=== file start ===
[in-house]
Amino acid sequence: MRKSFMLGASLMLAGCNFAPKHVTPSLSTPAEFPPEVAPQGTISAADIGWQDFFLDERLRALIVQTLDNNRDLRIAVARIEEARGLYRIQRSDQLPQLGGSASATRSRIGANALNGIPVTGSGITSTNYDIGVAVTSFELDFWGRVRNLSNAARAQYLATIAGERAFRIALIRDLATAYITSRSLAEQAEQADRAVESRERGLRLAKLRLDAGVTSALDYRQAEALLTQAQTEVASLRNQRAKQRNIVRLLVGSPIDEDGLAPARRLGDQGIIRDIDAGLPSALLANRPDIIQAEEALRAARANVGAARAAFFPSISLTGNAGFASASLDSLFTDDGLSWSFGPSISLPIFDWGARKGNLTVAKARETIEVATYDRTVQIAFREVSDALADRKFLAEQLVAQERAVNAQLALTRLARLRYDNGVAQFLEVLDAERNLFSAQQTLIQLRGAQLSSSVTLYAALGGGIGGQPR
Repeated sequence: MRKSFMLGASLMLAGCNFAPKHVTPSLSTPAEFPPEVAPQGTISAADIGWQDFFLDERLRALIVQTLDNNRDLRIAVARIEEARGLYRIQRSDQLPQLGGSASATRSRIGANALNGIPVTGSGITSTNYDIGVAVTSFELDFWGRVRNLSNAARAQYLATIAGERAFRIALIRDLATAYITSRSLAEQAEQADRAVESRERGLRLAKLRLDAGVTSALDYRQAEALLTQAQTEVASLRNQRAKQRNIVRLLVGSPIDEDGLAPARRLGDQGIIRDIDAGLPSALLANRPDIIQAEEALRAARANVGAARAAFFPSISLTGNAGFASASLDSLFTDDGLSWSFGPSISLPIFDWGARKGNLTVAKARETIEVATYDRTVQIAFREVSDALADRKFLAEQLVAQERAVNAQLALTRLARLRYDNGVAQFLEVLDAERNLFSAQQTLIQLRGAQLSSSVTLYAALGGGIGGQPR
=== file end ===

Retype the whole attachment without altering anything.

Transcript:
[in-house]
Amino acid sequence: MRKSFMLGASLMLAGCNFAPKHVTPSLSTPAEFPPEVAPQGTISAADIGWQDFFLDERLRALIVQTLDNNRDLRIAVARIEEARGLYRIQRSDQLPQLGGSASATRSRIGANALNGIPVTGSGITSTNYDIGVAVTSFELDFWGRVRNLSNAARAQYLATIAGERAFRIALIRDLATAYITSRSLAEQAEQADRAVESRERGLRLAKLRLDAGVTSALDYRQAEALLTQAQTEVASLRNQRAKQRNIVRLLVGSPIDEDGLAPARRLGDQGIIRDIDAGLPSALLANRPDIIQAEEALRAARANVGAARAAFFPSISLTGNAGFASASLDSLFTDDGLSWSFGPSISLPIFDWGARKGNLTVAKARETIEVATYDRTVQIAFREVSDALADRKFLAEQLVAQERAVNAQLALTRLARLRYDNGVAQFLEVLDAERNLFSAQQTLIQLRGAQLSSSVTLYAALGGGIGGQPR
Repeated sequence: MRKSFMLGASLMLAGCNFAPKHVTPSLSTPAEFPPEVAPQGTISAADIGWQDFFLDERLRALIVQTLDNNRDLRIAVARIEEARGLYRIQRSDQLPQLGGSASATRSRIGANALNGIPVTGSGITSTNYDIGVAVTSFELDFWGRVRNLSNAARAQYLATIAGERAFRIALIRDLATAYITSRSLAEQAEQADRAVESRERGLRLAKLRLDAGVTSALDYRQAEALLTQAQTEVASLRNQRAKQRNIVRLLVGSPIDEDGLAPARRLGDQGIIRDIDAGLPSALLANRPDIIQAEEALRAARANVGAARAAFFPSISLTGNAGFASASLDSLFTDDGLSWSFGPSISLPIFDWGARKGNLTVAKARETIEVATYDRTVQIAFREVSDALADRKFLAEQLVAQERAVNAQLALTRLARLRYDNGVAQFLEVLDAERNLFSAQQTLIQLRGAQLSSSVTLYAALGGGIGGQPR